Trinity Monday 2016 – New Fellows – School of Natural Sciences. Congratulations to the following past and present staff members on their election to Fellowship:
William C. Campbell
Born in Co. Donegal, William C. Campbell graduated from Trinity in 1952 with first class honours in Zoology.
Professor Campbell, with Satoshi Ōmura, was awarded the Nobel Prize in Physiology or Medicine 2015 "for their discoveries concerning a novel therapy against infections caused by roundworm parasites". A number of serious infectious diseases are caused by parasites spread by insects. River blindness is caused by a tiny worm that can infect the cornea and cause blindness. Lymphatic filariasis, or elephantiasis, is also caused by a worm and produces chronic swelling. Satoshi Ōmura cultured bacteria, which produce substances that inhibit the growth of other microorganisms. In 1978 he succeeded in culturing a strain from which William Campbell purified a substance, avermectin, which in a chemically modified form, ivermectin, proved effective against river blindness and elephantiasis.
As Director of Parasitology at Merck, in 1987, Professor Campbell spearheaded the decision by Merck to distribute Ivermectin free to millions of people in what became one of the first and foremost examples of a public/private partnership in international health. Annually 25 million people are treated under this scheme preventing
Professor Yvonne Buckley was appointed as Professor of Zoology in 2014. She is the co-champion of the multidisciplinary "Smart & Sustainable Planet" research theme and an international partner of the ARC Centre of Excellence for Environmental Decisions headquartered in Australia.
Prof. Buckley has research interests in determining the future of how we live well on the planet, environmental decision making, population ecology and quantitative ecology. Her research team seeks to understand the fundamental drivers of animal and plant population processes in a rapidly changing world and to provide support for environmental decisions in the areas of biodiversity conservation, invasive species management and habitat restoration.
Prof. Buckley is interested in the development of ecology as a discipline, she is the founding chair of the Irish Ecological Association, and serves on editorial boards for two top ecology journals. She is also active in mentoring women in higher education at all levels, including through the Aurora program.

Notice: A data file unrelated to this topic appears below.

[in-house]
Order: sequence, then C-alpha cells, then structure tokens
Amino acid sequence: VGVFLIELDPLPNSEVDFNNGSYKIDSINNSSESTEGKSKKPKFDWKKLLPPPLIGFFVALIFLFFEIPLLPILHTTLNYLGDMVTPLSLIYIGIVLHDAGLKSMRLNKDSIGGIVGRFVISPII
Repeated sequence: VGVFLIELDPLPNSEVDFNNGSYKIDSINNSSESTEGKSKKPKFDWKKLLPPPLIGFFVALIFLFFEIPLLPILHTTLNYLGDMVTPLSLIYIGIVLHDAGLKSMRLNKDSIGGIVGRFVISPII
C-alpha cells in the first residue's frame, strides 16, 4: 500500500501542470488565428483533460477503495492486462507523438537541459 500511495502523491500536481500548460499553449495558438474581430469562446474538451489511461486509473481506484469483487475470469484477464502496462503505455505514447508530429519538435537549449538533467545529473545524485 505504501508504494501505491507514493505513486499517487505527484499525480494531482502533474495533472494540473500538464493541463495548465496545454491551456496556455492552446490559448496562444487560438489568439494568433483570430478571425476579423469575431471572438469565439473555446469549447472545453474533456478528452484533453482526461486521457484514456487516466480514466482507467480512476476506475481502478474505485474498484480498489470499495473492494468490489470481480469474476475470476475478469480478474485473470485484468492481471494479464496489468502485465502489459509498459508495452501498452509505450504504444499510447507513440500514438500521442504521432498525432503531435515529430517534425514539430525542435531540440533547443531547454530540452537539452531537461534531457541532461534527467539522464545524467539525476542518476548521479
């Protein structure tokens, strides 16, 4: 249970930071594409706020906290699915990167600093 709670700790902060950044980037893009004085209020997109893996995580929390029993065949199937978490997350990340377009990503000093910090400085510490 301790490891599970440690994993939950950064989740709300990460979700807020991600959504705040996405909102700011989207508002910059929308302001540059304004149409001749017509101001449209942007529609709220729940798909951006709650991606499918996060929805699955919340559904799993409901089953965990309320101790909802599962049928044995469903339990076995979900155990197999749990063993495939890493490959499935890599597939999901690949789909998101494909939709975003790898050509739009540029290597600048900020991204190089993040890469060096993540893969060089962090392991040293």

Professor Buckley is originally from North Cork in Ireland and received a B.A in Biology (1st class) from Oxford University and a Ph.D. from Imperial College London (2002). She has worked at Imperial College London and the University of Queensland, Australia.
Dr Bourke is an Earth and Planetary Geomorphologist with expertise in extreme environments on Earth and Mars. She has published over 50 manuscripts on landscapes in Antarctica, Australia, Namibia, Mars and Ireland. She is the Chair of the International Association of Geomorphologist's Working Group on Planetary Geomorphology; President of the Irish Geomorphology Group and serves on editorial advisory panels for the Journal of Aeolian Research, Earth Surface Processes and Landforms and the Journal of Earth Surface dynamics.
She received her B.A. and M.A. in Geography from University College Dublin. She undertook her Ph.D. at the Australian National University investigating catastrophic floods in the Central Australian deserts, for which she received the university prize for outstanding postgraduate research in Earth Sciences. In 1998, she moved to the Smithsonian Institution for a Post-Doctoral position studying Martian landscapes. She then took up an academic post in the School of Geography, University of Oxford followed by a Senior Scientist position at the Planetary Science Institute, Arizona where she worked with NASA for nine years until her return to Ireland in 2012.
Dr. Ian Donohue is an Assistant Professor in the School of Natural Sciences. Dr Donohue is an ecologist whose research explores the stability of biological networks. The overarching aim of his research is to further understanding of how key elements of global change alter the functioning and stability of ecosystems. To achieve this, he collaborates broadly; with engineers, geneticists, economists, social and computer scientists and his research incorporates theoretical, experimental and applied perspectives. With his research team he is exploring how the loss of biodiversity alters the capacity of ecosystems to resist and recover from disturbances, how parasites will influence the stability of ecosystems in a warming world, and how to optimise the multidimensional stability of complex dynamic networks such as ecosystems and economies.